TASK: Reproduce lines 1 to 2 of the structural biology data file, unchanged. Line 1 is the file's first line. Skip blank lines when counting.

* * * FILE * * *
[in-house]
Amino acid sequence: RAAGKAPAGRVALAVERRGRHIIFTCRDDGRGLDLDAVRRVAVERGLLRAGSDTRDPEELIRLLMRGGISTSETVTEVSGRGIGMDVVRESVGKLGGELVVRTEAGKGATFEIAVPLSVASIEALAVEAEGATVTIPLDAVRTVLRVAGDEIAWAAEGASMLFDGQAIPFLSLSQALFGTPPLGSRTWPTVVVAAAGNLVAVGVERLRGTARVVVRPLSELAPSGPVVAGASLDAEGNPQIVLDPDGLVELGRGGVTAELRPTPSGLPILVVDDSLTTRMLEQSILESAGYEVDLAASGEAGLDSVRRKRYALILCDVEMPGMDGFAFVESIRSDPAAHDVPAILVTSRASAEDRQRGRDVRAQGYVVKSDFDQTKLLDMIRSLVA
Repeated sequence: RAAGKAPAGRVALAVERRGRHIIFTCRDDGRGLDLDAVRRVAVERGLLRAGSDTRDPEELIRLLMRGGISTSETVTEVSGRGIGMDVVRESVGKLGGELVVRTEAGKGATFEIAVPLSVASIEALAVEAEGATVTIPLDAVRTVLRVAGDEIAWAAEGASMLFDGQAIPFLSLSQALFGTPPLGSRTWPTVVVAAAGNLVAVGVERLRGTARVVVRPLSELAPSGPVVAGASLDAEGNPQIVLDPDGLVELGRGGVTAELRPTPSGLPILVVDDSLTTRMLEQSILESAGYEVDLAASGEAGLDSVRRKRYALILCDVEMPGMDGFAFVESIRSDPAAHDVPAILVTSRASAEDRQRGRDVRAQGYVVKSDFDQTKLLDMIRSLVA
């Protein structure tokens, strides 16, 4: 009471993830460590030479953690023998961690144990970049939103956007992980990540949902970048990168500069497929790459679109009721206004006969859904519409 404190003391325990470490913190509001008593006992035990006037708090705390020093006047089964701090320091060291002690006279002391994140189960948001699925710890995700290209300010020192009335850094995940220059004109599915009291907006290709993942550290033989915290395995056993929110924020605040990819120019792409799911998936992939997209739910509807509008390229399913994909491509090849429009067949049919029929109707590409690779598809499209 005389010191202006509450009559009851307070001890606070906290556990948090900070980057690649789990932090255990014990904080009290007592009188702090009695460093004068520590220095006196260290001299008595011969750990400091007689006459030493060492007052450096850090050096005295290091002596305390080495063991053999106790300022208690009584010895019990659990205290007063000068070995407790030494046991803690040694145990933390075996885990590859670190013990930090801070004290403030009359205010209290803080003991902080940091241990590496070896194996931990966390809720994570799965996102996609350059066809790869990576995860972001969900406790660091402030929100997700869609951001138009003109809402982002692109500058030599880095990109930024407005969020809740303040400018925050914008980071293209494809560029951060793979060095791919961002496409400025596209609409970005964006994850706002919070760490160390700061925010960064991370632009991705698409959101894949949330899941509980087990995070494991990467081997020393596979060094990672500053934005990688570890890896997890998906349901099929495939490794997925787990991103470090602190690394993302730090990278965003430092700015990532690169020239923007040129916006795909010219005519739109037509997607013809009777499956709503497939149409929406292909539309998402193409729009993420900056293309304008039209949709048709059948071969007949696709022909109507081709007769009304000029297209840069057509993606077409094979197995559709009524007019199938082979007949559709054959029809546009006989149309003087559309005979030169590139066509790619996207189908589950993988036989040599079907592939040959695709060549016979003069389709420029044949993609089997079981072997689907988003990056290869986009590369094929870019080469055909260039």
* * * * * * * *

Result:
[in-house]
Amino acid sequence: RAAGKAPAGRVALAVERRGRHIIFTCRDDGRGLDLDAVRRVAVERGLLRAGSDTRDPEELIRLLMRGGISTSETVTEVSGRGIGMDVVRESVGKLGGELVVRTEAGKGATFEIAVPLSVASIEALAVEAEGATVTIPLDAVRTVLRVAGDEIAWAAEGASMLFDGQAIPFLSLSQALFGTPPLGSRTWPTVVVAAAGNLVAVGVERLRGTARVVVRPLSELAPSGPVVAGASLDAEGNPQIVLDPDGLVELGRGGVTAELRPTPSGLPILVVDDSLTTRMLEQSILESAGYEVDLAASGEAGLDSVRRKRYALILCDVEMPGMDGFAFVESIRSDPAAHDVPAILVTSRASAEDRQRGRDVRAQGYVVKSDFDQTKLLDMIRSLVA